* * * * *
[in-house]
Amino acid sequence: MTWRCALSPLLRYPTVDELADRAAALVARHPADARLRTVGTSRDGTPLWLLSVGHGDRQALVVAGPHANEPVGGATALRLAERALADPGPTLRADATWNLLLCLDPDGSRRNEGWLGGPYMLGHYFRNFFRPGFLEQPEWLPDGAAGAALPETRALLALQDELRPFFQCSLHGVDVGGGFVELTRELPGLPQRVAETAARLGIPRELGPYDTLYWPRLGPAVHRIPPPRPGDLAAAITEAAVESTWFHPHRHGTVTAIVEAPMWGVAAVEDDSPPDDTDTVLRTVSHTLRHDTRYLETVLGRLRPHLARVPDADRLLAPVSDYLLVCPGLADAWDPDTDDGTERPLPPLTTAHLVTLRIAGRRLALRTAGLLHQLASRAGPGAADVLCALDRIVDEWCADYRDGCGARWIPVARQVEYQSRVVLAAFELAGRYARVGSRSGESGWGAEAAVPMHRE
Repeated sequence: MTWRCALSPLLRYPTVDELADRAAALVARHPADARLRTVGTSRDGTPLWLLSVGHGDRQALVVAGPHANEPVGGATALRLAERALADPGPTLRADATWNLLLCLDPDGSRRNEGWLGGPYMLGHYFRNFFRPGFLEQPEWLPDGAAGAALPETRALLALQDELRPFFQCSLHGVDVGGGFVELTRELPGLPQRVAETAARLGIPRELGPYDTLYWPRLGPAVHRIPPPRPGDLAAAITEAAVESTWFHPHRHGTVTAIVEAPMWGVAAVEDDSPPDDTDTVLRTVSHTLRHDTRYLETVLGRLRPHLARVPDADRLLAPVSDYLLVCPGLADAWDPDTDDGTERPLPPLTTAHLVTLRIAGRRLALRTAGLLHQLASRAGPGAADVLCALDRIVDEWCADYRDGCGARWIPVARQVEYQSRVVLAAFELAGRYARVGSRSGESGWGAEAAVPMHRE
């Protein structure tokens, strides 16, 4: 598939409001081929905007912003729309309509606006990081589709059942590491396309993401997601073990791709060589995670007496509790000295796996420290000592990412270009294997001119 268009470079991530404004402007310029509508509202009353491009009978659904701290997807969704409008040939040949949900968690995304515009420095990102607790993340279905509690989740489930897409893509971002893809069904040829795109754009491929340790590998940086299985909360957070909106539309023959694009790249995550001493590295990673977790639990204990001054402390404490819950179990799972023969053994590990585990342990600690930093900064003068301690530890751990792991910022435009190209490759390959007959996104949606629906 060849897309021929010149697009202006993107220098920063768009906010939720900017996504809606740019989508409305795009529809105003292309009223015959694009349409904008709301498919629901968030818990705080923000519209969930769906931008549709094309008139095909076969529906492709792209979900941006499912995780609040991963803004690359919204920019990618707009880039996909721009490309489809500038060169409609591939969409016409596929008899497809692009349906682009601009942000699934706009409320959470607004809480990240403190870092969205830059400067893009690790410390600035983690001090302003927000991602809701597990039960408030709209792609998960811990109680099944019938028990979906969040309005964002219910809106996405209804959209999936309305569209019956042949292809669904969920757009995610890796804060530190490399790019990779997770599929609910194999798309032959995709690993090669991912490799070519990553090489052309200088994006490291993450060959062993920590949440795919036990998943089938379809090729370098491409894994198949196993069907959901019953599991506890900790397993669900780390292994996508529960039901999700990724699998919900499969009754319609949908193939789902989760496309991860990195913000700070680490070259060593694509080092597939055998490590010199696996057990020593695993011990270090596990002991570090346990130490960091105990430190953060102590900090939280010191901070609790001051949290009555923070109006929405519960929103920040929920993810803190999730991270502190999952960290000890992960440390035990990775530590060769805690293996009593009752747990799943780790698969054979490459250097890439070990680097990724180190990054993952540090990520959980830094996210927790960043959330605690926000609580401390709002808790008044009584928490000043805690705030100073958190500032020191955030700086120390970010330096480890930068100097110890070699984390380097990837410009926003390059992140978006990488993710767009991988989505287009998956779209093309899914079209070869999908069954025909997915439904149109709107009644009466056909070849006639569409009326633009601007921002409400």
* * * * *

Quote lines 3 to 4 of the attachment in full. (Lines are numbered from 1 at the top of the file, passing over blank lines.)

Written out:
Repeated sequence: MTWRCALSPLLRYPTVDELADRAAALVARHPADARLRTVGTSRDGTPLWLLSVGHGDRQALVVAGPHANEPVGGATALRLAERALADPGPTLRADATWNLLLCLDPDGSRRNEGWLGGPYMLGHYFRNFFRPGFLEQPEWLPDGAAGAALPETRALLALQDELRPFFQCSLHGVDVGGGFVELTRELPGLPQRVAETAARLGIPRELGPYDTLYWPRLGPAVHRIPPPRPGDLAAAITEAAVESTWFHPHRHGTVTAIVEAPMWGVAAVEDDSPPDDTDTVLRTVSHTLRHDTRYLETVLGRLRPHLARVPDADRLLAPVSDYLLVCPGLADAWDPDTDDGTERPLPPLTTAHLVTLRIAGRRLALRTAGLLHQLASRAGPGAADVLCALDRIVDEWCADYRDGCGARWIPVARQVEYQSRVVLAAFELAGRYARVGSRSGESGWGAEAAVPMHRE
């Protein structure tokens, strides 16, 4: 598939409001081929905007912003729309309509606006990081589709059942590491396309993401997601073990791709060589995670007496509790000295796996420290000592990412270009294997001119 268009470079991530404004402007310029509508509202009353491009009978659904701290997807969704409008040939040949949900968690995304515009420095990102607790993340279905509690989740489930897409893509971002893809069904040829795109754009491929340790590998940086299985909360957070909106539309023959694009790249995550001493590295990673977790639990204990001054402390404490819950179990799972023969053994590990585990342990600690930093900064003068301690530890751990792991910022435009190209490759390959007959996104949606629906 060849897309021929010149697009202006993107220098920063768009906010939720900017996504809606740019989508409305795009529809105003292309009223015959694009349409904008709301498919629901968030818990705080923000519209969930769906931008549709094309008139095909076969529906492709792209979900941006499912995780609040991963803004690359919204920019990618707009880039996909721009490309489809500038060169409609591939969409016409596929008899497809692009349906682009601009942000699934706009409320959470607004809480990240403190870092969205830059400067893009690790410390600035983690001090302003927000991602809701597990039960408030709209792609998960811990109680099944019938028990979906969040309005964002219910809106996405209804959209999936309305569209019956042949292809669904969920757009995610890796804060530190490399790019990779997770599929609910194999798309032959995709690993090669991912490799070519990553090489052309200088994006490291993450060959062993920590949440795919036990998943089938379809090729370098491409894994198949196993069907959901019953599991506890900790397993669900780390292994996508529960039901999700990724699998919900499969009754319609949908193939789902989760496309991860990195913000700070680490070259060593694509080092597939055998490590010199696996057990020593695993011990270090596990002991570090346990130490960091105990430190953060102590900090939280010191901070609790001051949290009555923070109006929405519960929103920040929920993810803190999730991270502190999952960290000890992960440390035990990775530590060769805690293996009593009752747990799943780790698969054979490459250097890439070990680097990724180190990054993952540090990520959980830094996210927790960043959330605690926000609580401390709002808790008044009584928490000043805690705030100073958190500032020191955030700086120390970010330096480890930068100097110890070699984390380097990837410009926003390059992140978006990488993710767009991988989505287009998956779209093309899914079209070869999908069954025909997915439904149109709107009644009466056909070849006639569409009326633009601007921002409400």